Time for a Kingdom Fish Dinner—Lectionary Reflection for Easter 3B (Luke 24)

Luke 24:36-49 New Revised Standard Version Updated Edition

36 While they were talking about this, Jesus himself stood among them and said to them, “Peace be with you.” 37 They were startled and terrified and thought that they were seeing a ghost. 38 He said to them, “Why are you frightened, and why do doubts arise in your hearts? 39 Look at my hands and my feet; see that it is I myself. Touch me and see, for a ghost does not have flesh and bones as you see that I have.” 40 And when he had said this, he showed them his hands and his feet. 41 Yet for all their joy they were still disbelieving and wondering, and he said to them, “Have you anything here to eat?” 42 They gave him a piece of broiled fish, 43 and he took it and ate in their presence.

44 Then he said to them, “These are my words that I spoke to you while I was still with you—that everything written about me in the law of Moses, the prophets, and the psalms must be fulfilled.” 45 Then he opened their minds to understand the scriptures, 46 and he said to them, “Thus it is written, that the Messiah is to suffer and to rise from the dead on the third day 47 and that repentance and forgiveness of sins is to be proclaimed in his name to all nations, beginning from Jerusalem. 48 You are witnesses of these things. 49 And see, I am sending upon you what my Father promised, so stay here in the city until you have been clothed with power from on high.”


                Eastertide invites us to ponder Jesus’ resurrection appearances. Each of the four Gospels tells a different story, with Mark leaving us hanging. We have an empty tomb, a heavenly messenger, and women who run from the tomb (Mark 16). The other three Gospels report different appearances, some in Jerusalem and others in Galilee. Luke tells us about the discovery of the empty tomb, first by the women including Mary Magdalene, Joanna, Mary the mother of James, and several other women. They encounter two men who deliver the news that Jesus has risen from the dead. They told the eleven Apostles, who didn’t believe their story, though Peter ran to the tomb to check things out (Lk 24:1-12). Then comes the famous appearance of Jesus to the two disciples on the road to Emmaus. These disciples who recognize the risen Jesus in the breaking of bread report their experience to the rest of the group, confirming the story of the women (Lk 24:13-35). All of these reports and experiences lead to Jesus’ appearance to the main body of disciples (Lk 24:36-49). The first story is, of course, an expansion of Mark 16:1-8. All of these stories take place in and around Jerusalem, with no visit to Galilee.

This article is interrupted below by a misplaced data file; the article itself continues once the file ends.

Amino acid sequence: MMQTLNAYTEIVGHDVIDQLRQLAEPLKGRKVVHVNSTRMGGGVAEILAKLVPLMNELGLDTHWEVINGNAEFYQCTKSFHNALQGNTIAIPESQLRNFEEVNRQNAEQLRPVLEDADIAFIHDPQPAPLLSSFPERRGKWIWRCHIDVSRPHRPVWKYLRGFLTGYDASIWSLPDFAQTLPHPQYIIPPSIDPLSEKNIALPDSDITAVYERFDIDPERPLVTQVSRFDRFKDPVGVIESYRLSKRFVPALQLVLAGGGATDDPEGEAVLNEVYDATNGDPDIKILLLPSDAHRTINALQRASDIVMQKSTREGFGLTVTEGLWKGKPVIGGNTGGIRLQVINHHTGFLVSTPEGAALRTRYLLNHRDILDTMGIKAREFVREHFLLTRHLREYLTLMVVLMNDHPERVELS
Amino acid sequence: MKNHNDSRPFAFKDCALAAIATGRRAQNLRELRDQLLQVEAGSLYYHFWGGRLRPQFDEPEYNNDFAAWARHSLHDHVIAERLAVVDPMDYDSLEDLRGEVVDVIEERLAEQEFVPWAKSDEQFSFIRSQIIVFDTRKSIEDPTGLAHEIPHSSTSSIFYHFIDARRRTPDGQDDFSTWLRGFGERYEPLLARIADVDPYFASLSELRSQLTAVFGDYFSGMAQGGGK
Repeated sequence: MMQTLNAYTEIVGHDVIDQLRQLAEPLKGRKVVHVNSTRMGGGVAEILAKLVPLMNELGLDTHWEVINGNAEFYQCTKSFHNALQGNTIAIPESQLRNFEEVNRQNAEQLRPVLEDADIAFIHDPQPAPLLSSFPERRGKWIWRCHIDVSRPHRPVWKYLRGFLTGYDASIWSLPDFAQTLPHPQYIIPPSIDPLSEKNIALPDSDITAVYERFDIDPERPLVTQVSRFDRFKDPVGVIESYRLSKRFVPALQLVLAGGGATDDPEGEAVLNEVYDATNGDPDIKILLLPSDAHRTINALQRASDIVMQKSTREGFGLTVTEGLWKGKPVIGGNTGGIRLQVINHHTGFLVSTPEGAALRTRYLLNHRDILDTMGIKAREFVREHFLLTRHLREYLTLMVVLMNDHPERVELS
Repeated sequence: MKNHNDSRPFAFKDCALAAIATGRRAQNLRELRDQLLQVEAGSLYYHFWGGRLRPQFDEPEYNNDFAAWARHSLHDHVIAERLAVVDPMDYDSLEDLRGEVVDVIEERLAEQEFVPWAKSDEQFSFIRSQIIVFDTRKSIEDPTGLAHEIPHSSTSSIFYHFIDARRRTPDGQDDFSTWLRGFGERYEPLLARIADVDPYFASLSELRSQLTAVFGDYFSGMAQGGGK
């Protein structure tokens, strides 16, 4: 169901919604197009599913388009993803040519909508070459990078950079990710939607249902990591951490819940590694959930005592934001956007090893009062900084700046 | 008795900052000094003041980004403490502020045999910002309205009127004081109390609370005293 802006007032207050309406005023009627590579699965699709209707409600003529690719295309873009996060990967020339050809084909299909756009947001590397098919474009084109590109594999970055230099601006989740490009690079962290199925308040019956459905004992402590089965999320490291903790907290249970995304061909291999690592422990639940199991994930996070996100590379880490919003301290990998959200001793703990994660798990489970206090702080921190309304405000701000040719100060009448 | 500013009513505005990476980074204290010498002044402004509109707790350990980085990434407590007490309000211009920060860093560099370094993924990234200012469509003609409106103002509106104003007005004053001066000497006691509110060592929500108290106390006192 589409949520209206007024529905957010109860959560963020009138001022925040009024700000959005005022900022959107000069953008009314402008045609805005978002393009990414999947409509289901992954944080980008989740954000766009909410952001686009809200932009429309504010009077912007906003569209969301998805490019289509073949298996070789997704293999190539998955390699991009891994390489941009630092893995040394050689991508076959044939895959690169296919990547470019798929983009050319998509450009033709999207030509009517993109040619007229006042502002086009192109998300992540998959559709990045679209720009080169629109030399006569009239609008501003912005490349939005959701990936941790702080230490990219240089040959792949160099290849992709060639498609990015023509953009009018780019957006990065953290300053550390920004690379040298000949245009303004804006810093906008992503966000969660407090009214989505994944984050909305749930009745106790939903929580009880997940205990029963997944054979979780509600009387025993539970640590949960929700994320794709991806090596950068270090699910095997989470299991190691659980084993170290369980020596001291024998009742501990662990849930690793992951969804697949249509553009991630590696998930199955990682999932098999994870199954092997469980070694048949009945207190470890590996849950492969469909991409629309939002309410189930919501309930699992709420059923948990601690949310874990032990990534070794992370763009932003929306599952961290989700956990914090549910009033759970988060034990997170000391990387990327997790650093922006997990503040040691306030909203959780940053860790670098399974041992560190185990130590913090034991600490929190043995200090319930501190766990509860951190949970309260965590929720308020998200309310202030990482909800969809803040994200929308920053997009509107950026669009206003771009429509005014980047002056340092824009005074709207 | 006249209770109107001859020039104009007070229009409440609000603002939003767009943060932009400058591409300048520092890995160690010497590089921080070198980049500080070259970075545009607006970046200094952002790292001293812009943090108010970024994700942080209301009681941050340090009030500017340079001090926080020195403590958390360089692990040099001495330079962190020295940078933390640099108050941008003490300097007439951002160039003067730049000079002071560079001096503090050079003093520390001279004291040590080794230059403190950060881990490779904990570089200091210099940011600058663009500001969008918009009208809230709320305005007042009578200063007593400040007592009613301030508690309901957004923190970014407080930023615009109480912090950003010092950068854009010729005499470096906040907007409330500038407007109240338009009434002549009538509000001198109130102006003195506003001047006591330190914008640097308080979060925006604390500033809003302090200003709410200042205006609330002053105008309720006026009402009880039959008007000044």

Our story picks up from the report to the disciples about the Emmaus Road experience. While the community is discussing this report, Jesus appears in their midst. He greets them, saying: “Peace be with you.” That the community is still trying to make sense of these reports of Jesus’ resurrection is revealed by the response of the community. Luke tells us that they were “startled and terrified.” So, we might want to read Jesus’ greeting as a warning: “Don’t be afraid.” It’s the kind of greeting that angels often give when making an appearance. This fear they exhibit at seeing Jesus appear in their midst is a reflection of their concern that this figure might be a ghost. If we chapter twenty-four of Luke sequentially, despite the witness of the women and the two disciples who had headed off to Emmaus, the community as a whole wasn’t ready or willing to embrace the idea of the resurrection. As Jonathan Walton points out, their response “suggests that the disciples misunderstood the resurrection. A phantasmic apparition is different from bodily resurrection. Luke sought to make clear for early followers that Jesus’ appearance was the latter and not the former” [Connections, p. 230].